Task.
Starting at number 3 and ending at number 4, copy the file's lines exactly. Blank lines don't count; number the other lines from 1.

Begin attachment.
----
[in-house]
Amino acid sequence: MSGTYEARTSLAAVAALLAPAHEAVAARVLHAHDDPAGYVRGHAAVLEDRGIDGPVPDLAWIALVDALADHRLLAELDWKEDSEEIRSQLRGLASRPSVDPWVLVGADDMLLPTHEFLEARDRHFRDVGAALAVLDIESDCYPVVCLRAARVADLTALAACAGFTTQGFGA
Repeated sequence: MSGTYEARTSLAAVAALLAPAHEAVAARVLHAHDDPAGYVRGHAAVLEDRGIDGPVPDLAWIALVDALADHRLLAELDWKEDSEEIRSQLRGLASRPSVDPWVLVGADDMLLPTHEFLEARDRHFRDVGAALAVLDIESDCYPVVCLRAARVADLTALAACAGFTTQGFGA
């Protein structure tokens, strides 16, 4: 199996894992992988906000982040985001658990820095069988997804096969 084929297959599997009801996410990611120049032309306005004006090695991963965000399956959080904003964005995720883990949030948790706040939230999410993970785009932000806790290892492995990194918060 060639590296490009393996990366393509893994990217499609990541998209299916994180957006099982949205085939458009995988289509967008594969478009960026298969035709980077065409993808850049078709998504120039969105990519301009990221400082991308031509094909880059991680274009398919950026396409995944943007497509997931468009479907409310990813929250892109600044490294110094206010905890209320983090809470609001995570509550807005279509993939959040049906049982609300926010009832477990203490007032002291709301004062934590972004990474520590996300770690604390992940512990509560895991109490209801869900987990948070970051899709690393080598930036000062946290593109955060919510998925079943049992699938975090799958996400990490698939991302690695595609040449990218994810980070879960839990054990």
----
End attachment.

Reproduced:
Repeated sequence: MSGTYEARTSLAAVAALLAPAHEAVAARVLHAHDDPAGYVRGHAAVLEDRGIDGPVPDLAWIALVDALADHRLLAELDWKEDSEEIRSQLRGLASRPSVDPWVLVGADDMLLPTHEFLEARDRHFRDVGAALAVLDIESDCYPVVCLRAARVADLTALAACAGFTTQGFGA
């Protein structure tokens, strides 16, 4: 199996894992992988906000982040985001658990820095069988997804096969 084929297959599997009801996410990611120049032309306005004006090695991963965000399956959080904003964005995720883990949030948790706040939230999410993970785009932000806790290892492995990194918060 060639590296490009393996990366393509893994990217499609990541998209299916994180957006099982949205085939458009995988289509967008594969478009960026298969035709980077065409993808850049078709998504120039969105990519301009990221400082991308031509094909880059991680274009398919950026396409995944943007497509997931468009479907409310990813929250892109600044490294110094206010905890209320983090809470609001995570509550807005279509993939959040049906049982609300926010009832477990203490007032002291709301004062934590972004990474520590996300770690604390992940512990509560895991109490209801869900987990948070970051899709690393080598930036000062946290593109955060919510998925079943049992699938975090799958996400990490698939991302690695595609040449990218994810980070879960839990054990």